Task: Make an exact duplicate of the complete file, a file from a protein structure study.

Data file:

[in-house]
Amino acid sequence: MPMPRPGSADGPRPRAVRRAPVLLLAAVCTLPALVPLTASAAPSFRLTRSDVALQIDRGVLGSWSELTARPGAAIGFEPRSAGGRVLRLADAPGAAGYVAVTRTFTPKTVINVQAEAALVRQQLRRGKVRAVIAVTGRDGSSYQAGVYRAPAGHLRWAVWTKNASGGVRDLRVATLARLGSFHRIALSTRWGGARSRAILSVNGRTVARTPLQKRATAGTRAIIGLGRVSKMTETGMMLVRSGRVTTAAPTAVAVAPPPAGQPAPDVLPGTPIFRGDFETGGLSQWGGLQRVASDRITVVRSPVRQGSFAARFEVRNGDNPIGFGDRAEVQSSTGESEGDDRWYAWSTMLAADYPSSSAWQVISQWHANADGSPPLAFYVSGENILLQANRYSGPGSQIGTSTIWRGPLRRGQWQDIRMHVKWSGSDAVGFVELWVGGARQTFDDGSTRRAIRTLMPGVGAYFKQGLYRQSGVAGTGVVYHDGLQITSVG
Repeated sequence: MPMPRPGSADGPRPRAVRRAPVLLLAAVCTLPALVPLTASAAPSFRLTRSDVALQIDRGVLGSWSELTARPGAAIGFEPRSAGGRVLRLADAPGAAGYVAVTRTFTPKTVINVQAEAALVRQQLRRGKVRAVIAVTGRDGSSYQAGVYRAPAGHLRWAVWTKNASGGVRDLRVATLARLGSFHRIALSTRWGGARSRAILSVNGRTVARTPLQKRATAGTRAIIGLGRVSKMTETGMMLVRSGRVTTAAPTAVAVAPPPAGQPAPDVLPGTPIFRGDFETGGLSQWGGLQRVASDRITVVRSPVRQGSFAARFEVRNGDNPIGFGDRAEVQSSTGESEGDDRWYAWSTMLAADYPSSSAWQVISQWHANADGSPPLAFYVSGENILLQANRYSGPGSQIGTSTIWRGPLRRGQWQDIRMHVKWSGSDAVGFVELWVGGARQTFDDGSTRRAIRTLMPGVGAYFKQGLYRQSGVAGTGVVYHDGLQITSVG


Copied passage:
[in-house]
Amino acid sequence: MPMPRPGSADGPRPRAVRRAPVLLLAAVCTLPALVPLTASAAPSFRLTRSDVALQIDRGVLGSWSELTARPGAAIGFEPRSAGGRVLRLADAPGAAGYVAVTRTFTPKTVINVQAEAALVRQQLRRGKVRAVIAVTGRDGSSYQAGVYRAPAGHLRWAVWTKNASGGVRDLRVATLARLGSFHRIALSTRWGGARSRAILSVNGRTVARTPLQKRATAGTRAIIGLGRVSKMTETGMMLVRSGRVTTAAPTAVAVAPPPAGQPAPDVLPGTPIFRGDFETGGLSQWGGLQRVASDRITVVRSPVRQGSFAARFEVRNGDNPIGFGDRAEVQSSTGESEGDDRWYAWSTMLAADYPSSSAWQVISQWHANADGSPPLAFYVSGENILLQANRYSGPGSQIGTSTIWRGPLRRGQWQDIRMHVKWSGSDAVGFVELWVGGARQTFDDGSTRRAIRTLMPGVGAYFKQGLYRQSGVAGTGVVYHDGLQITSVG
Repeated sequence: MPMPRPGSADGPRPRAVRRAPVLLLAAVCTLPALVPLTASAAPSFRLTRSDVALQIDRGVLGSWSELTARPGAAIGFEPRSAGGRVLRLADAPGAAGYVAVTRTFTPKTVINVQAEAALVRQQLRRGKVRAVIAVTGRDGSSYQAGVYRAPAGHLRWAVWTKNASGGVRDLRVATLARLGSFHRIALSTRWGGARSRAILSVNGRTVARTPLQKRATAGTRAIIGLGRVSKMTETGMMLVRSGRVTTAAPTAVAVAPPPAGQPAPDVLPGTPIFRGDFETGGLSQWGGLQRVASDRITVVRSPVRQGSFAARFEVRNGDNPIGFGDRAEVQSSTGESEGDDRWYAWSTMLAADYPSSSAWQVISQWHANADGSPPLAFYVSGENILLQANRYSGPGSQIGTSTIWRGPLRRGQWQDIRMHVKWSGSDAVGFVELWVGGARQTFDDGSTRRAIRTLMPGVGAYFKQGLYRQSGVAGTGVVYHDGLQITSVG